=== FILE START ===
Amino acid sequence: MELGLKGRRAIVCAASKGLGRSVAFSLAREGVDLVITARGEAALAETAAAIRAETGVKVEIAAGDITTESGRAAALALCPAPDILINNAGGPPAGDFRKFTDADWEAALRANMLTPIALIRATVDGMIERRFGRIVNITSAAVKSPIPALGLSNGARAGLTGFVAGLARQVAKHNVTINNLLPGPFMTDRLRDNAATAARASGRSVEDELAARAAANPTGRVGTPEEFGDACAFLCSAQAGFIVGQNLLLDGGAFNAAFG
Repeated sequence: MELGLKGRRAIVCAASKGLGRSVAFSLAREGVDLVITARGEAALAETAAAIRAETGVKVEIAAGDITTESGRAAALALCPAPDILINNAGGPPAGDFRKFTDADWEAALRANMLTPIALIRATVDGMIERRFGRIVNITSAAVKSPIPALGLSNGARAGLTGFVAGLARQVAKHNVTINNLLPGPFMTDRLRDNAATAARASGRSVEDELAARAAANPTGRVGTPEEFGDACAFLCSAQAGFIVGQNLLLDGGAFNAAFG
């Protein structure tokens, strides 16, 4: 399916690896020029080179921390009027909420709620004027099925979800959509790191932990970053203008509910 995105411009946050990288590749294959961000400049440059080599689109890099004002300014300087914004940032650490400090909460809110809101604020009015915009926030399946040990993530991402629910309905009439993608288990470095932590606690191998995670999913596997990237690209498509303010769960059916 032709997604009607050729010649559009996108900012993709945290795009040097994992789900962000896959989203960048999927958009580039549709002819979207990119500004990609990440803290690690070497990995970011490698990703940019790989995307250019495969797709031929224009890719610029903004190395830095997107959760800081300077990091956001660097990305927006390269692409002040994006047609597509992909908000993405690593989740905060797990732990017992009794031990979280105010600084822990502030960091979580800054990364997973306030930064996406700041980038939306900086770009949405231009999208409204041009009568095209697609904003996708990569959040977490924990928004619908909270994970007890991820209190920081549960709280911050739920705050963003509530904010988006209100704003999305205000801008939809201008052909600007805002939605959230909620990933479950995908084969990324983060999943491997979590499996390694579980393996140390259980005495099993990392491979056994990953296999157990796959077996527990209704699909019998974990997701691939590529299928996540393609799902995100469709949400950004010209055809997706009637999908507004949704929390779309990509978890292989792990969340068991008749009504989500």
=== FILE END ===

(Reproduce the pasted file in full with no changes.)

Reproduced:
Amino acid sequence: MELGLKGRRAIVCAASKGLGRSVAFSLAREGVDLVITARGEAALAETAAAIRAETGVKVEIAAGDITTESGRAAALALCPAPDILINNAGGPPAGDFRKFTDADWEAALRANMLTPIALIRATVDGMIERRFGRIVNITSAAVKSPIPALGLSNGARAGLTGFVAGLARQVAKHNVTINNLLPGPFMTDRLRDNAATAARASGRSVEDELAARAAANPTGRVGTPEEFGDACAFLCSAQAGFIVGQNLLLDGGAFNAAFG
Repeated sequence: MELGLKGRRAIVCAASKGLGRSVAFSLAREGVDLVITARGEAALAETAAAIRAETGVKVEIAAGDITTESGRAAALALCPAPDILINNAGGPPAGDFRKFTDADWEAALRANMLTPIALIRATVDGMIERRFGRIVNITSAAVKSPIPALGLSNGARAGLTGFVAGLARQVAKHNVTINNLLPGPFMTDRLRDNAATAARASGRSVEDELAARAAANPTGRVGTPEEFGDACAFLCSAQAGFIVGQNLLLDGGAFNAAFG
């Protein structure tokens, strides 16, 4: 399916690896020029080179921390009027909420709620004027099925979800959509790191932990970053203008509910 995105411009946050990288590749294959961000400049440059080599689109890099004002300014300087914004940032650490400090909460809110809101604020009015915009926030399946040990993530991402629910309905009439993608288990470095932590606690191998995670999913596997990237690209498509303010769960059916 032709997604009607050729010649559009996108900012993709945290795009040097994992789900962000896959989203960048999927958009580039549709002819979207990119500004990609990440803290690690070497990995970011490698990703940019790989995307250019495969797709031929224009890719610029903004190395830095997107959760800081300077990091956001660097990305927006390269692409002040994006047609597509992909908000993405690593989740905060797990732990017992009794031990979280105010600084822990502030960091979580800054990364997973306030930064996406700041980038939306900086770009949405231009999208409204041009009568095209697609904003996708990569959040977490924990928004619908909270994970007890991820209190920081549960709280911050739920705050963003509530904010988006209100704003999305205000801008939809201008052909600007805002939605959230909620990933479950995908084969990324983060999943491997979590499996390694579980393996140390259980005495099993990392491979056994990953296999157990796959077996527990209704699909019998974990997701691939590529299928996540393609799902995100469709949400950004010209055809997706009637999908507004949704929390779309990509978890292989792990969340068991008749009504989500």